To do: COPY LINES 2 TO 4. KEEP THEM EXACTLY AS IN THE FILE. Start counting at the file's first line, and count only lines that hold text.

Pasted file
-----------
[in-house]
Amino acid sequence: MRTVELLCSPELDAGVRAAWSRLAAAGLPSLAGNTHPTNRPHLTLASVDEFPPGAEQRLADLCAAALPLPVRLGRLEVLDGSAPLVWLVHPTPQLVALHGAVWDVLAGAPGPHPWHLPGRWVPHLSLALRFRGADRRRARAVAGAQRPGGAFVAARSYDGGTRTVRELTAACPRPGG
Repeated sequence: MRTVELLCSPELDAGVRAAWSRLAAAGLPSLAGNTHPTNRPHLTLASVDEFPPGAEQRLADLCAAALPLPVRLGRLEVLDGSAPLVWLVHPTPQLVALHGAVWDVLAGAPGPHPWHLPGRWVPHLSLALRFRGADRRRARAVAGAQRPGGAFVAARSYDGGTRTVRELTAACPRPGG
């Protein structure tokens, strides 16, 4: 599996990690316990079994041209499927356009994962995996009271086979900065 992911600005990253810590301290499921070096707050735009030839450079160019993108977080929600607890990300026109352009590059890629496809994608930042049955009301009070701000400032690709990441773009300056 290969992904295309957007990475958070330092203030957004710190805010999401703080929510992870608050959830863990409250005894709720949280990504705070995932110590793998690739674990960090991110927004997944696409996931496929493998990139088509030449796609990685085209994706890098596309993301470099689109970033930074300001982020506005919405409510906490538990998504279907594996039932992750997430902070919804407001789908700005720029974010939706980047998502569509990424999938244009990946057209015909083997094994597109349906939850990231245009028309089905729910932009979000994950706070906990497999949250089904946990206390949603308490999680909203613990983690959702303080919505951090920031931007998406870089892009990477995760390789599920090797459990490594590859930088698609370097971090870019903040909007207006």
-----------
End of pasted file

Amino acid sequence: MRTVELLCSPELDAGVRAAWSRLAAAGLPSLAGNTHPTNRPHLTLASVDEFPPGAEQRLADLCAAALPLPVRLGRLEVLDGSAPLVWLVHPTPQLVALHGAVWDVLAGAPGPHPWHLPGRWVPHLSLALRFRGADRRRARAVAGAQRPGGAFVAARSYDGGTRTVRELTAACPRPGG
Repeated sequence: MRTVELLCSPELDAGVRAAWSRLAAAGLPSLAGNTHPTNRPHLTLASVDEFPPGAEQRLADLCAAALPLPVRLGRLEVLDGSAPLVWLVHPTPQLVALHGAVWDVLAGAPGPHPWHLPGRWVPHLSLALRFRGADRRRARAVAGAQRPGGAFVAARSYDGGTRTVRELTAACPRPGG
């Protein structure tokens, strides 16, 4: 599996990690316990079994041209499927356009994962995996009271086979900065 992911600005990253810590301290499921070096707050735009030839450079160019993108977080929600607890990300026109352009590059890629496809994608930042049955009301009070701000400032690709990441773009300056 290969992904295309957007990475958070330092203030957004710190805010999401703080929510992870608050959830863990409250005894709720949280990504705070995932110590793998690739674990960090991110927004997944696409996931496929493998990139088509030449796609990685085209994706890098596309993301470099689109970033930074300001982020506005919405409510906490538990998504279907594996039932992750997430902070919804407001789908700005720029974010939706980047998502569509990424999938244009990946057209015909083997094994597109349906939850990231245009028309089905729910932009979000994950706070906990497999949250089904946990206390949603308490999680909203613990983690959702303080919505951090920031931007998406870089892009990477995760390789599920090797459990490594590859930088698609370097971090870019903040909007207006």